6. Art and Architecture - The Hindu system of idol worship is the effect of Buddhism, when idols of Buddha came to be worshipped on a large scale. Idols, figurines, stupas, pillars, monasteries, sculpture were made in large number and with surpassing beauty and splendour.

In course of time, Jainism was only limited to Rajasthan and Gujrat, while Buddhism vanished from India and flourished in Sri Lanka, SE Asia, China and Japan.

Impact of Islam.  

The word islam has been derived from a root word which means "surrendering oneself to God". When Muhammed preached the doctrine of one God in polytheistic Arabia, he was suggesting a great social change. One God meant the concept of social equality. Muslim rule began in India in the 13th Century AD with the establishment of Slave Dynasty.

  1. Religion - The monotheistic philosophy of Islam affected polytheistic philosophy of Hindus. Moreover, idolatry of Hindus and beef eating of muslims was particularly repugnant to each other. There was also violence in the name of religion. The lower caste Hindus tired of untouchability and social and religious disabilities were impressed by humanistic concepts of egalitarian Islam. The sufi tradition was particularly responsible for the spread of Islamic religious beliefs and played a significant role in the spread of the religion. Swami Ramanuj and his deciples - Kabir, Raidas, Chaitanya, Tukaram advocated the essential unity of supreme God of both Hinduism and Islam. They proposed the approach - the Bhakti movement - preaching tolerance, universal brotherhood and love and tried to remove many superstitions of Hindus. Akbar too launched a synthetic religion Din-E-Illahi. His grandson Dara Sikhoh pleaded for synthesis of Upanishadic monotheism with that of Islam and prepared persian translation of upanishads -Majama-ul-Bahrain. Influence on Hindus - divided them into two groups. First accepted reforms and adopted a progressive outlook. The second one made their beliefs and practices mor orthodox and conservative.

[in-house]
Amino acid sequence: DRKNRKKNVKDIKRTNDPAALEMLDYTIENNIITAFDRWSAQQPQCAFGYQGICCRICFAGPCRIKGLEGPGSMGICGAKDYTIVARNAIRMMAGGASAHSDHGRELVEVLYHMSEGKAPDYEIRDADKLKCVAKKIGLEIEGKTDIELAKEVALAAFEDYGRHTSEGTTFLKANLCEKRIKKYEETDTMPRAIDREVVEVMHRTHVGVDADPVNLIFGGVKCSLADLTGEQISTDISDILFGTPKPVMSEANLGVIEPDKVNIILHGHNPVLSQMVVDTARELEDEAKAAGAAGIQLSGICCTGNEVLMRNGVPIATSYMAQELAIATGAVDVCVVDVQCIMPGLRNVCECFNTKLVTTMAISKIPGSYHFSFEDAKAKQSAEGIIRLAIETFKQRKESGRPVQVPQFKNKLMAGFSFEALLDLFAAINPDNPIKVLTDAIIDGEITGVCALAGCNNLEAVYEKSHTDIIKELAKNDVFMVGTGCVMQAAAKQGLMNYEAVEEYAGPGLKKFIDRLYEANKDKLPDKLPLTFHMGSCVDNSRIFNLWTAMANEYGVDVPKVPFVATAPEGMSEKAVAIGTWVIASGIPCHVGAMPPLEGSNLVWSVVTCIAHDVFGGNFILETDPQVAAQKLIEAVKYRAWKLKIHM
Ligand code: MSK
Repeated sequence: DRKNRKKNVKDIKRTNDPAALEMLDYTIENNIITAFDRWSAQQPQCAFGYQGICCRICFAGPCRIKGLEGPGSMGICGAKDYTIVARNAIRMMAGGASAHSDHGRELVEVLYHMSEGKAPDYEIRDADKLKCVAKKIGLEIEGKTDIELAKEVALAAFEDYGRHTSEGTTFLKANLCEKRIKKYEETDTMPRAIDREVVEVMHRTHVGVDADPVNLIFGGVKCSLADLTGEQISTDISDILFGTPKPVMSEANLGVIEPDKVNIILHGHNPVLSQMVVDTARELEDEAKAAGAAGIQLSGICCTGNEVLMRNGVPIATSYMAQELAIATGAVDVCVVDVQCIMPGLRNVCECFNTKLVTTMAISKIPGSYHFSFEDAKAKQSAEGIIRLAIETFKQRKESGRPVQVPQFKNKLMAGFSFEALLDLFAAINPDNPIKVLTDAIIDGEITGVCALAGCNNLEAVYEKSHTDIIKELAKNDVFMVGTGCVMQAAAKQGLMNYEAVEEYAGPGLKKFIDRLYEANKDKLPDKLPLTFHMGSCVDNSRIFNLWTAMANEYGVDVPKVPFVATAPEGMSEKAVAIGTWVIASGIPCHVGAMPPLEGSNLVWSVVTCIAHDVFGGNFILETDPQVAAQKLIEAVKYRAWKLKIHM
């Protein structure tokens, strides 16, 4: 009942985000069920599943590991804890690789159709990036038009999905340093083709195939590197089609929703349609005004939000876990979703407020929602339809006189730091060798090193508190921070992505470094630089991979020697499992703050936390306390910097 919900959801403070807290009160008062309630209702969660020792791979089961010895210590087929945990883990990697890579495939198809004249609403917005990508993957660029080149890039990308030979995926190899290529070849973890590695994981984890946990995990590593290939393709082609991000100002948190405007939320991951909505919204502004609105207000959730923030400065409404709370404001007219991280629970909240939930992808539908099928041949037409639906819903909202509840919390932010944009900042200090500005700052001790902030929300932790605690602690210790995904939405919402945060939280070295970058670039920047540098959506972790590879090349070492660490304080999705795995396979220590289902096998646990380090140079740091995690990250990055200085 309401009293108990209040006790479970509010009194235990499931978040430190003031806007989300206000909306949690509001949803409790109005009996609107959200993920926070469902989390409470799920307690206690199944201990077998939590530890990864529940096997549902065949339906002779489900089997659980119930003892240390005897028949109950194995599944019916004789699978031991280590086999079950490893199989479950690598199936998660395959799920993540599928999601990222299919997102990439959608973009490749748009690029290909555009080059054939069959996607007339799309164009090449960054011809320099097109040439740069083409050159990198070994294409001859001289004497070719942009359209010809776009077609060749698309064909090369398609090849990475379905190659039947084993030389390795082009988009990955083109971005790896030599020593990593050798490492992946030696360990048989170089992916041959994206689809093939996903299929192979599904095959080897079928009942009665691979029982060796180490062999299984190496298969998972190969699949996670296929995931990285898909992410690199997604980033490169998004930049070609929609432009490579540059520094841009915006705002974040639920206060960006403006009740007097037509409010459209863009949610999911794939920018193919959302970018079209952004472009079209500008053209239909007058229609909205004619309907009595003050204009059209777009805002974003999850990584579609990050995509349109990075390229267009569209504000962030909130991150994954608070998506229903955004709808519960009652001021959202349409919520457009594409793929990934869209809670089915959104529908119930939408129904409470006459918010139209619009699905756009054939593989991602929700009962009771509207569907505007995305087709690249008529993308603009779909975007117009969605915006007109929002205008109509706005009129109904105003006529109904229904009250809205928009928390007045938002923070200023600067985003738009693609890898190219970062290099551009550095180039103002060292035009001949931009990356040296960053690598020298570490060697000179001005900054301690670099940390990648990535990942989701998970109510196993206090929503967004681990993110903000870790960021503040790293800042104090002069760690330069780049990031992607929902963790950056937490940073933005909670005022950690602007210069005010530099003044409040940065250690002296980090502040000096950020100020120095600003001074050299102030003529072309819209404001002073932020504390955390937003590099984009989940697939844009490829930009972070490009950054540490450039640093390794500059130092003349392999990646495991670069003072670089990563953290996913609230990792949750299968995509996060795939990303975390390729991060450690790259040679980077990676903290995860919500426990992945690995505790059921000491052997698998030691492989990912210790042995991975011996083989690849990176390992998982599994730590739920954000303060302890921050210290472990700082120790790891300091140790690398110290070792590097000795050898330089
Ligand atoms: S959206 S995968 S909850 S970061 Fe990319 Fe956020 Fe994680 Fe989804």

2. Art and Architecture - There is huge significance of Islam as not only new style of architecture was developed, new materials like marble and red sandstone were also used. Domes and turrets, arches and minarets adorn the buildings of India. Even the Hindu temple builders started using domes instead of stupas. The Mughals brought the Chughtai style of painting from Chinese background. During Jahangir's reign painting saw its zenith and a new school the " National Indian School of Painting" came into existence.
  3. Music - The Indian classical music in India has existed since the Gupta period. Tansen, Baiju Bawra, Baba Ram Das Sura Das were some of the musicians who gave birth to the synthetic Hindustani Music. Instruments like tabla, sitar, sarangi etc were Muslim inventions. Similarly, many exponents of Shastriya sangeet are still Muslim like ghazal, thumri, qawwali etc. New schools of music like Khayal developed.
  4. Language - The synthesis of Islam and Hinduism gave birth to Urdu, which was composed from Hindu and Persian words. Urdu became the lingua franca and from 18th century it became the court language and all official transactions were made both in Persian and Urdu. Urdu also became the medium of literature and great poets like Ghalib and Iqbal wrote in it.
  5. Social Life - THe Hindu mode of life, social manners, and forms of addresses were changed. The upper and middle class people being closer to the ruling group, adopted these dress patterns, food habits etc. The elaborate courtesy, courtly language of address and formality in speech were taken up. Mughal dishes like naan, biryani, tandoori items, pulao were well accepted. Tobacco became popular,  Many Muslim dresses like Sherwani, achkan, payjama, salwar, kurta etc became common dresses.